Magazine article The Spectator

Shame Is the Name

Magazine article The Spectator

Shame Is the Name

Article excerpt

I PICKED up the papers on Monday morning to learn that boxing had been 'shamed'. This was not the first time I had read such a thing. Perhaps, I mused, the words 'Boxing's night of shame' should be set up as a ,stock block'. But you would have needed to use it twice on Monday morning. Boxing had a night of shame on Saturday and then it got up, dusted itself down and had another night of shame on Sunday.

The first involved that objectionable little eejit, 'Prince' Naseem. In a bout against Cesar Soto, Naseem changed disciplines and performed a wrestling throw, body-slamming his opponent to the canvas, winding him and leaving him disorientated by the fall and the unorthodox nature of the assault.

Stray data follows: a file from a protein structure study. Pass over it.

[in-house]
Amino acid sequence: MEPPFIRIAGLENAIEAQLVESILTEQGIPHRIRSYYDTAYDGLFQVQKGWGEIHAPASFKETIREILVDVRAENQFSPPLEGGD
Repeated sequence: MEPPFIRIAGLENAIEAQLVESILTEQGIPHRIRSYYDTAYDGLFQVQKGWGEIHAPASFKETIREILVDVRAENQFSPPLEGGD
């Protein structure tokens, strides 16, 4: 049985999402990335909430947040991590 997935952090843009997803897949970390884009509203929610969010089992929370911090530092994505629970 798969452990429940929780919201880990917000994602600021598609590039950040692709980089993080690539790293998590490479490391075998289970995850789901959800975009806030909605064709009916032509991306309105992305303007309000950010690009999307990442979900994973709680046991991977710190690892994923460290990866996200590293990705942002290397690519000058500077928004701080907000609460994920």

In my view, Naseem violated the rules of boxing. If a tougher referee had been in charge, he would have been disqualified. However, the matter was glossed over and the big money circus rolls on. Next big boxoffice event scheduled for February.

The following night Mike Tyson was at it again. It was a surprisingly commonplace infringement this time; Tyson seems to have lost something of his gift for originality. His most famous crime committed in the boxing ring was, of course, his double biting of the ears of Evander Holyfield. In his previous fight he had seized his opponent in an arm-lock and, according to the aggrieved Franqois Botha, attempted to break his arm.

This time Tyson fell back on clich6 for once and whacked his opponent, Orlin Norris, after the bell had gone. The punch was a beauty, one that recalled the young Tyson at his most ferocious. But it was late and deliberate and, some said, looked like the action of a man beyond his own control. …

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